Episode 75: March 24, 2009
by Stever Robbins
Today’s topic is how to track a dozen things at once.
So I’m the point person for somewhere between three and four student projects. I figured it would be a cinch. How hard can it be to keep track of four projects comprised of 22 students, 3 faculty members, and 4 sponsors, who only have to deal with 16 or 17 administrators around 3 different topics? What could be easier?
Herding cats. That could be easier. Because I get easily confused. I could keep track of mommy and daddy when I was young because one of them had a beard. I wasn’t always sure which one, but at least I could tell them apart.
My project here started out easy. I wrote up the project description for one group and sent it to them. Then I started work on the project description for the second group, but the faculty member for group three called to chat. So we outlined group three’s project, while I accidentally sent the description for group two to the administrator who would be working with group one,
Then I had to get back to project two—or was it one—to help them schedule their next meeting with the administrators. Er, which administrators? I think the administrator I was just talking to was from project two. Or one. Or three. Or … argh!
Similar Projects Cause Great Confusion
What made this so hard to deal with is that all the projects were roughly similar. They all had students, faculty advisors, sponsors, and administrators. Plus, I had to do the same things for each project: create a project overview, prep the administrators who would be talking with the students, and check in with the faculty sponsor to set up a schedule.
Because the projects were so similar, I was able to confuse which steps I’d taken on which projects. Salvation came in the form of engineering graph paper. That’s graph paper with a wide column one, and the rest of the columns narrow. Don’t worry, if you visit this episode’s transcript, I link to a website that will help you print all the engineering graph paper you could imagine.
Use a Grid to Track Progress
On each row of the graph paper, I wrote the names of the student team. To protect the innocent, let’s call them Cougar, Buffalo, and Snort.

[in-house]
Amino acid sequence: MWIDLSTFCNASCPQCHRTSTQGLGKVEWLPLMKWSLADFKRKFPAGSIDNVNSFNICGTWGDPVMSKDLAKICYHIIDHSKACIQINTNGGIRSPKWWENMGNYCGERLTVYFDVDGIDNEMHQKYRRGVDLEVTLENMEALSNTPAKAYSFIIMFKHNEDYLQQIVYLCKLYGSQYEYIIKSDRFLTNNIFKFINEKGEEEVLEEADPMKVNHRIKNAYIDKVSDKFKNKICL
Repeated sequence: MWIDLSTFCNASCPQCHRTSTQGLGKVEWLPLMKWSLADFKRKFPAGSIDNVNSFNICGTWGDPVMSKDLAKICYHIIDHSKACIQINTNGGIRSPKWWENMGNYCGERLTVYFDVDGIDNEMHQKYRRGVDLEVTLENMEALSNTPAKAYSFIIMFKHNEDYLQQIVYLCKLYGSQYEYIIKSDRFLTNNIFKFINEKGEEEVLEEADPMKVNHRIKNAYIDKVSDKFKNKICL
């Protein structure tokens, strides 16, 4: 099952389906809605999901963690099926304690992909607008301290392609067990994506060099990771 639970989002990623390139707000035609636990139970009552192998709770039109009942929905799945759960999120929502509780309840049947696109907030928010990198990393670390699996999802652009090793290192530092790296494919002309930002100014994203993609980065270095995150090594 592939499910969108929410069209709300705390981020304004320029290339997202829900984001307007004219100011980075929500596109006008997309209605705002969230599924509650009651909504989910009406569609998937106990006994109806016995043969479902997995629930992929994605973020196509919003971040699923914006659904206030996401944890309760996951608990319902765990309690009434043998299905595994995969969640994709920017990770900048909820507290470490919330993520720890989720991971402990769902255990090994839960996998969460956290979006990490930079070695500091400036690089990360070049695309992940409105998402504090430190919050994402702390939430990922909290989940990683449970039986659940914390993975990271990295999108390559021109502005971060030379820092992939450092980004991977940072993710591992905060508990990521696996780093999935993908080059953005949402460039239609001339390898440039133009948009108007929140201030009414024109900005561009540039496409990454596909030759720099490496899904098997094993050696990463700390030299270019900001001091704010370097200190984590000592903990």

I labeled each column with the steps the team had to go through: project overview written, admins prepped, faculty check-in complete. There were lots of other steps, but you get the idea.
As each step got completed for each team, I would just check it off in the grid at the intersection of the team name and the step. When Snort’s faculty advisor interrupted the phone call with Cougar where we were planning the project overview, I was able to check off the Snort/Faculty-Check-In-Complete box, so I wouldn’t forget and re-check-in later. Then when I finished with Team Cougar’s overview, I could check that off. With a single glance, I now know which teams still need to do which phases.
Use the Grid to Track Per-Project Information
Sometimes you need to track information on a project-by-project basis. In that case, I merge a few columns together and write the information right on the tracking sheet. Since each team has a different weekly check-in time, I create a column called “Check-In Time” and just write in each team’s check-in time on their line.
Use Paper or a Spreadsheet
My grids often go onto the cool engineering graph paper I mentioned before. But if you’re so glued to your computer that you use sunscreen to prevent your pasty white skin from getting burned by the monitor’s glare, you can do this easily in a spreadsheet or word processing document. Just do me a favor, please, and don’t waste too much time resizing your columns. Your computer is a tool, not your silicon master.
The grid technique isn’t just limited to projects. You can use it any time you have the same set of steps you’ll be doing with many different people.
If you’re on a campaign to get the people in your office to approve of you and reinforce your feelings of worth as a human being, you might as well be organized about it. Your rows would be the names of each co-worker. The columns would be the steps in your relationship-building plan: meet with each one, uncover mutual interests, recommend a thoughtful book, learn their middle name, swap stories of your traumatic childhood, and then have a nice conference with them and an HR representative, where the three of you discuss boundary issues.
This is Stever Robbins. Email questions to email@example.com or leave voicemail at 866-WRK-LESS.
Work Less, Do More, and have a Great Life!